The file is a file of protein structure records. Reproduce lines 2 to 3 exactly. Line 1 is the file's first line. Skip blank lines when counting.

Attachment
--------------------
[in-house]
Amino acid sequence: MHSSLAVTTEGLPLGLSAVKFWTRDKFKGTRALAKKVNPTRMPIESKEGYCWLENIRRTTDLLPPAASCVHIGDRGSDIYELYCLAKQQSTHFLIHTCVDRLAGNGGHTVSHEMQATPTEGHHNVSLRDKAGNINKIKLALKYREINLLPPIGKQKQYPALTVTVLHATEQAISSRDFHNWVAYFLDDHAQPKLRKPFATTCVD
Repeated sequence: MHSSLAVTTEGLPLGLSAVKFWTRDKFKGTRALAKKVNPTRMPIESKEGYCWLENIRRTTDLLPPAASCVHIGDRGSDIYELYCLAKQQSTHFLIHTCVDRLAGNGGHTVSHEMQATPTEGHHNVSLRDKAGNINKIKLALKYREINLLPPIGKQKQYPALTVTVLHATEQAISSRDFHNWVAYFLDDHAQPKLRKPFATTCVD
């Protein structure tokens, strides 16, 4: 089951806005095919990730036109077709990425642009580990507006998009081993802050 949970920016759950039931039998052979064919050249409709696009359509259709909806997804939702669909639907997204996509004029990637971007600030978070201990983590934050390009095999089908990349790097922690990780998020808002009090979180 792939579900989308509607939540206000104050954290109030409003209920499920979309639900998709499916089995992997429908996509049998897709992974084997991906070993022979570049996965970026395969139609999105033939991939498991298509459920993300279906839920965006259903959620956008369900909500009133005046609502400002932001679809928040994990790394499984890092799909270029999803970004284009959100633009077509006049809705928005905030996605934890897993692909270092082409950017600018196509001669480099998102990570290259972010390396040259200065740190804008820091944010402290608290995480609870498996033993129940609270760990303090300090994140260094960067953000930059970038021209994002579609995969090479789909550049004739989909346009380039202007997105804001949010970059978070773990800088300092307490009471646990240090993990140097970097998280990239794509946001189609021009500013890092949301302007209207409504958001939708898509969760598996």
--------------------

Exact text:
Amino acid sequence: MHSSLAVTTEGLPLGLSAVKFWTRDKFKGTRALAKKVNPTRMPIESKEGYCWLENIRRTTDLLPPAASCVHIGDRGSDIYELYCLAKQQSTHFLIHTCVDRLAGNGGHTVSHEMQATPTEGHHNVSLRDKAGNINKIKLALKYREINLLPPIGKQKQYPALTVTVLHATEQAISSRDFHNWVAYFLDDHAQPKLRKPFATTCVD
Repeated sequence: MHSSLAVTTEGLPLGLSAVKFWTRDKFKGTRALAKKVNPTRMPIESKEGYCWLENIRRTTDLLPPAASCVHIGDRGSDIYELYCLAKQQSTHFLIHTCVDRLAGNGGHTVSHEMQATPTEGHHNVSLRDKAGNINKIKLALKYREINLLPPIGKQKQYPALTVTVLHATEQAISSRDFHNWVAYFLDDHAQPKLRKPFATTCVD